Supersingular Elliptic Curves


Let \(p\) is a prime and let \(q\) be a power of \(p\). Let \(E\) be an elliptic curve over \(\mathbb{F}_q\). If \(E[p]=O\), then \(E\) is a Supersingular elliptic curve, if \(E[p]=\mathbb{Z}/p\mathbb{Z}\) then \(E\) is an Ordinary elliptic curve.


For \(p=3\), the curve \(E: y^2=x^3-x\) is supersingular over the field \(\bar{F}_3\). Here we see that \([3]*(x,y)=O\) for \((x,y) \neq O\) if and only if \(3x^4-6x^2-1=0\), but such \(x\) does not exist since \(\bar{F}_3\) has characteristic \(3\). Thus \(E[3]=O\)


Theorem [[Sil09], Chapter V.3, Theorem 3.1] These following conditions are equivalent:

  1. \(E[p^r]=0\) for all \(r \geq 1\).

  2. \(End(E)\) is an order in a quaternion algebra.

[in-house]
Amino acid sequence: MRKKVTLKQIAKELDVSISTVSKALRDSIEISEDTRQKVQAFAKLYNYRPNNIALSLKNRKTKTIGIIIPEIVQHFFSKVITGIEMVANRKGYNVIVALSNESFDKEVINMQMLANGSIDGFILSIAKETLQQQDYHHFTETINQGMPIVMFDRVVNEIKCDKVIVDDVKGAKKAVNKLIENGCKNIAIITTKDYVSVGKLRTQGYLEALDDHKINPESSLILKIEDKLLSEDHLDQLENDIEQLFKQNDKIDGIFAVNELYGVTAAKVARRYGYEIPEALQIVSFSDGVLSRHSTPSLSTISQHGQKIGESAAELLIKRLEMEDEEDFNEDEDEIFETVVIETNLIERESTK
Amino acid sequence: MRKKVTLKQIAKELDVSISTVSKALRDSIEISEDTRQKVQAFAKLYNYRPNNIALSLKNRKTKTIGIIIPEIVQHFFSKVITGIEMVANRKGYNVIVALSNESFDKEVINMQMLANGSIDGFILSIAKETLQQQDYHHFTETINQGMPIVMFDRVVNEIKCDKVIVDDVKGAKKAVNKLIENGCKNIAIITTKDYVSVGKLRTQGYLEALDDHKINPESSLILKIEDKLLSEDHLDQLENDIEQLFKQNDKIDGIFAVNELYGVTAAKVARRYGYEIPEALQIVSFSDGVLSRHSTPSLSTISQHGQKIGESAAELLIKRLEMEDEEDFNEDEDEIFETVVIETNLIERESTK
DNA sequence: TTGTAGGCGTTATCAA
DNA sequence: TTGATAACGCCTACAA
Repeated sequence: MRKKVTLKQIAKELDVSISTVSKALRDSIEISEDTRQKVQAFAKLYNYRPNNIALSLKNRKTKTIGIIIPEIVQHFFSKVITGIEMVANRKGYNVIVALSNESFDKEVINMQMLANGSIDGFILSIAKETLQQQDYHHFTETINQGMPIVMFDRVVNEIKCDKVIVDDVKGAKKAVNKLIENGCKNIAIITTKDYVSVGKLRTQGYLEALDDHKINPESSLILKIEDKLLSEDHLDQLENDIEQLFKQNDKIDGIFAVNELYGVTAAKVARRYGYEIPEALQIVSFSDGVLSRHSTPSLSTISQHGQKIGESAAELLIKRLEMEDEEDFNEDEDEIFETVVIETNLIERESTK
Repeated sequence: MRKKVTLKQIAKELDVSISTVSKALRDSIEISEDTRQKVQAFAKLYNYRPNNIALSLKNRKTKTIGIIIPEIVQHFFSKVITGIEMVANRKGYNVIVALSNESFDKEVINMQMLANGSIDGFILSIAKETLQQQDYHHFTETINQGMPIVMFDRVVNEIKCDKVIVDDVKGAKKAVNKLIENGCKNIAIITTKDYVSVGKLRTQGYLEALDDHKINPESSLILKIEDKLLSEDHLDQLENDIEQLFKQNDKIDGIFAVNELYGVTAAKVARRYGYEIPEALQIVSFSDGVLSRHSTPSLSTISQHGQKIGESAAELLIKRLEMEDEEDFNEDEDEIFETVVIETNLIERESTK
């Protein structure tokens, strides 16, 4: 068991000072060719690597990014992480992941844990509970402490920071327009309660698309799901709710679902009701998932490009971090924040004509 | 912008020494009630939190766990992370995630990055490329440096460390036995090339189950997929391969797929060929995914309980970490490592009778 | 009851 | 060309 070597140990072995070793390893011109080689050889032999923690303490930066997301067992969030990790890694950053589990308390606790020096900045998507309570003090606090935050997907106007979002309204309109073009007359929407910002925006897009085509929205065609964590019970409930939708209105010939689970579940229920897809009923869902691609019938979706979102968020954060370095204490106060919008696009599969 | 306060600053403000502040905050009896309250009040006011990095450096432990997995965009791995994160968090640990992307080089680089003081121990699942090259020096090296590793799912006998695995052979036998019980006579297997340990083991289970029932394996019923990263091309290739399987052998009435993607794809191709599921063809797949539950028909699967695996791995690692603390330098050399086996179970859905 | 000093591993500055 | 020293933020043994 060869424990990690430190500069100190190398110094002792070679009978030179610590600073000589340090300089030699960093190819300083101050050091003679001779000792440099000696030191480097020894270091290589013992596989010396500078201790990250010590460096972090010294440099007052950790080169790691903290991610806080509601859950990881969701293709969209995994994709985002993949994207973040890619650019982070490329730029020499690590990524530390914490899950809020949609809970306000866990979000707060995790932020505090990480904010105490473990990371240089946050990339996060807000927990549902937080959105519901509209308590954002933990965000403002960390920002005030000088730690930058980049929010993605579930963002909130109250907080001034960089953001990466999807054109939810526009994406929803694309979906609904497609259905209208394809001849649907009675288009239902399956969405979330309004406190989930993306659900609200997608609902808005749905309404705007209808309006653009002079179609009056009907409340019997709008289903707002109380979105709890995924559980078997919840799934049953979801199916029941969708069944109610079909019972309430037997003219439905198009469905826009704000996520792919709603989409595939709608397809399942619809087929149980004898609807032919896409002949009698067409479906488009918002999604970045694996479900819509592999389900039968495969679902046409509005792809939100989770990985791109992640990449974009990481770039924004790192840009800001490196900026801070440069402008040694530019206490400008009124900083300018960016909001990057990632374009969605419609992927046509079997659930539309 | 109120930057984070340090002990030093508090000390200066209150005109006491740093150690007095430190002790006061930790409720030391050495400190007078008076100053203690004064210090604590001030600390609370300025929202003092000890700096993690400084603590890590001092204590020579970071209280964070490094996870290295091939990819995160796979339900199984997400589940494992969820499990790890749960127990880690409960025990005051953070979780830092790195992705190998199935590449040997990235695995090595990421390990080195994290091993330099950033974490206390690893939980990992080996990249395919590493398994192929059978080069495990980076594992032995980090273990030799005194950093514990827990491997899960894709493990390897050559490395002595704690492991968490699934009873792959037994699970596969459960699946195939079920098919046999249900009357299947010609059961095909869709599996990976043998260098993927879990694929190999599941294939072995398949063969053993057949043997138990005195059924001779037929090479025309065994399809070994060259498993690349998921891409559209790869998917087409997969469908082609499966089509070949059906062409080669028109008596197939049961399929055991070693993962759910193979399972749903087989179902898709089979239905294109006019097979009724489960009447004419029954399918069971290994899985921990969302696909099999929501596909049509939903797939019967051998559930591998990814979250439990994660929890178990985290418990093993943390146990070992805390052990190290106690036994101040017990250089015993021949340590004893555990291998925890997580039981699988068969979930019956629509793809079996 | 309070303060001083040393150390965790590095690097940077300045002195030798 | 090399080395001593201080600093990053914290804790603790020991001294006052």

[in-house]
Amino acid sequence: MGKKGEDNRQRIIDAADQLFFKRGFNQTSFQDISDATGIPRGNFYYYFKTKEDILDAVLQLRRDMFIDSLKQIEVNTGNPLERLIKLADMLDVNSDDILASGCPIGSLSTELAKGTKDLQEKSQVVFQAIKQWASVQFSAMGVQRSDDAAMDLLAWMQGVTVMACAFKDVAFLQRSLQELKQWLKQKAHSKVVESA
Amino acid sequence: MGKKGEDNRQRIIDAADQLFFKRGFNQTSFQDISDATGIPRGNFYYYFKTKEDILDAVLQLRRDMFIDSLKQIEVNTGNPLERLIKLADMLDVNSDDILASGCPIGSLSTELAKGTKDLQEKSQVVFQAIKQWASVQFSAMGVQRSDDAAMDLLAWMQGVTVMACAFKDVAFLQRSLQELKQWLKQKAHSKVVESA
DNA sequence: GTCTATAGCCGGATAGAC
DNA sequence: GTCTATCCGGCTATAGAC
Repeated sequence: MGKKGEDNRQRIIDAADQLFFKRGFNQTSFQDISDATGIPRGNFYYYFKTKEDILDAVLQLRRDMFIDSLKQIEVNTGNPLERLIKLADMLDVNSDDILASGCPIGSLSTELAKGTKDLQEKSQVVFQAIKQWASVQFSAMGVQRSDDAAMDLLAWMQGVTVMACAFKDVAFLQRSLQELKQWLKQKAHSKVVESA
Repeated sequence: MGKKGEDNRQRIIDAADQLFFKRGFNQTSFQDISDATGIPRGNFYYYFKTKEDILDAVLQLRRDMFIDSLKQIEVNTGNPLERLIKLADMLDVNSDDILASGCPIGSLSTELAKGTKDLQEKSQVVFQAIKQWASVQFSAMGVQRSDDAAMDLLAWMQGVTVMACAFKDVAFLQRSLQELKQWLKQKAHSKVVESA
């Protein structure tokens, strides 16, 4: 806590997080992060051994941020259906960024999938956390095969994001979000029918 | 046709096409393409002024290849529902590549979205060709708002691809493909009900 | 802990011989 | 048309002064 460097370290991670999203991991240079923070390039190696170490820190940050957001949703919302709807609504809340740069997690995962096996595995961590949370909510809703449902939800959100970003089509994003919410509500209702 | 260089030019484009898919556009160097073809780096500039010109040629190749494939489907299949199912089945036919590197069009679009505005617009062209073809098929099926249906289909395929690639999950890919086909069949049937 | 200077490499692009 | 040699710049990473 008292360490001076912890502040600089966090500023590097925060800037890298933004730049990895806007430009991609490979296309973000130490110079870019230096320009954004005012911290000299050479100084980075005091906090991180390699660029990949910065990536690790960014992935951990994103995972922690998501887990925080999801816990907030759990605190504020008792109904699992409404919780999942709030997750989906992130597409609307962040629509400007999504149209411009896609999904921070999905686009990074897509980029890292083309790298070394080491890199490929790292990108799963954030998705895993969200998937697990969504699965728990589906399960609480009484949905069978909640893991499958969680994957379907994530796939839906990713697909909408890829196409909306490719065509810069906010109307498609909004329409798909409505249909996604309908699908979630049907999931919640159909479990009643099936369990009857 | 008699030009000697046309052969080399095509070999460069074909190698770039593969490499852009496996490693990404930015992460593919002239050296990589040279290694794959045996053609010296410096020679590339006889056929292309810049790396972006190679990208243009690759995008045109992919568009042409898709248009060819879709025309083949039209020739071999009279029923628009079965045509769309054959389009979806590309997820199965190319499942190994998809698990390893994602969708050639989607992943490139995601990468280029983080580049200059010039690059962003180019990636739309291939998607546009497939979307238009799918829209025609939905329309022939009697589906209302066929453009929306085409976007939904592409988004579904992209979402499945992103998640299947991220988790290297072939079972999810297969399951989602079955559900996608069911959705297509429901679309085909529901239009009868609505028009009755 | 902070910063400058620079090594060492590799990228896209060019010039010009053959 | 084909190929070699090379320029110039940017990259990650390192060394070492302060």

3. The map \([p]: E \rightarrow E\) is purely inseperable and \(j(E) \in \mathbb{F}_{p^2}\).

As we see, all Supersingular elliptic curves are isomorphic to a curve in \(F_{p^2}\), up to isomorphism, therefore the number of these curves are finite. It is natural that we want to count the number of these curves. Fortunately, we have a formula for the number of supersingular elliptic curves, as stated below:

Theorem. [[Sil09], Chapter V.4, Theorem 4.1] The number of supersingular elliptic curves up to isomorphism is \(\left\lfloor \dfrac{p}{12} \right\rfloor+z\), where

  • \(z=0\) if \(p \equiv 1 \pmod{ 12}\)

  • \(z=1\) if \(p \equiv 5,7 \pmod{ 12}\)

  • \(z=2\) if \(p \equiv 11 \pmod{ 12}\)

In the next chapter, we introduce the graph where the vertices are the Supersingular elliptic curves (up to isomorphism). This graph has several interesting properties that make it a candidate for constructing post quantum cryptosystems.